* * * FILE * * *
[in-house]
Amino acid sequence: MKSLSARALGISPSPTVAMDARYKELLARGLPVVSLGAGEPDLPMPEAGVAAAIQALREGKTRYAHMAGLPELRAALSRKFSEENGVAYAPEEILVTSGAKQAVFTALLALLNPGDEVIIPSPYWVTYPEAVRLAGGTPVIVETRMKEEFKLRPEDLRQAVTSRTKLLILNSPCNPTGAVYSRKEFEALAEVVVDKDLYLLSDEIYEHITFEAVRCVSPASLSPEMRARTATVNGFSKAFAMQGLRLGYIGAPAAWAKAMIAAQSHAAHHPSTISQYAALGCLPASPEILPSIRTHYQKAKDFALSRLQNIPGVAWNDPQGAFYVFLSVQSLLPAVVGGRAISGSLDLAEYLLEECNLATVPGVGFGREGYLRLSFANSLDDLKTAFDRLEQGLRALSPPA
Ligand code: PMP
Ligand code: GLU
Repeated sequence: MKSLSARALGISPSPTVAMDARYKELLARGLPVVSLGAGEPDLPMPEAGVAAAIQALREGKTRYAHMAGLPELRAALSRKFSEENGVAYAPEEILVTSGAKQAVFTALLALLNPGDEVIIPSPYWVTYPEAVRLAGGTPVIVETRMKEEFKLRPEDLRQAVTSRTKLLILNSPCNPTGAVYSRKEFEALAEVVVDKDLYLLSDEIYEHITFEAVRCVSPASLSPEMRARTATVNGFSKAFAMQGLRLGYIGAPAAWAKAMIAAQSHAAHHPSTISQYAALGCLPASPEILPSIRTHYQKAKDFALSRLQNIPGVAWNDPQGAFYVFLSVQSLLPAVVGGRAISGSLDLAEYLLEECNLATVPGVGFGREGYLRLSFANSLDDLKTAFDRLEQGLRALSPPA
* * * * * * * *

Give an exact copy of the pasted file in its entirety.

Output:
[in-house]
Amino acid sequence: MKSLSARALGISPSPTVAMDARYKELLARGLPVVSLGAGEPDLPMPEAGVAAAIQALREGKTRYAHMAGLPELRAALSRKFSEENGVAYAPEEILVTSGAKQAVFTALLALLNPGDEVIIPSPYWVTYPEAVRLAGGTPVIVETRMKEEFKLRPEDLRQAVTSRTKLLILNSPCNPTGAVYSRKEFEALAEVVVDKDLYLLSDEIYEHITFEAVRCVSPASLSPEMRARTATVNGFSKAFAMQGLRLGYIGAPAAWAKAMIAAQSHAAHHPSTISQYAALGCLPASPEILPSIRTHYQKAKDFALSRLQNIPGVAWNDPQGAFYVFLSVQSLLPAVVGGRAISGSLDLAEYLLEECNLATVPGVGFGREGYLRLSFANSLDDLKTAFDRLEQGLRALSPPA
Ligand code: PMP
Ligand code: GLU
Repeated sequence: MKSLSARALGISPSPTVAMDARYKELLARGLPVVSLGAGEPDLPMPEAGVAAAIQALREGKTRYAHMAGLPELRAALSRKFSEENGVAYAPEEILVTSGAKQAVFTALLALLNPGDEVIIPSPYWVTYPEAVRLAGGTPVIVETRMKEEFKLRPEDLRQAVTSRTKLLILNSPCNPTGAVYSRKEFEALAEVVVDKDLYLLSDEIYEHITFEAVRCVSPASLSPEMRARTATVNGFSKAFAMQGLRLGYIGAPAAWAKAMIAAQSHAAHHPSTISQYAALGCLPASPEILPSIRTHYQKAKDFALSRLQNIPGVAWNDPQGAFYVFLSVQSLLPAVVGGRAISGSLDLAEYLLEECNLATVPGVGFGREGYLRLSFANSLDDLKTAFDRLEQGLRALSPPA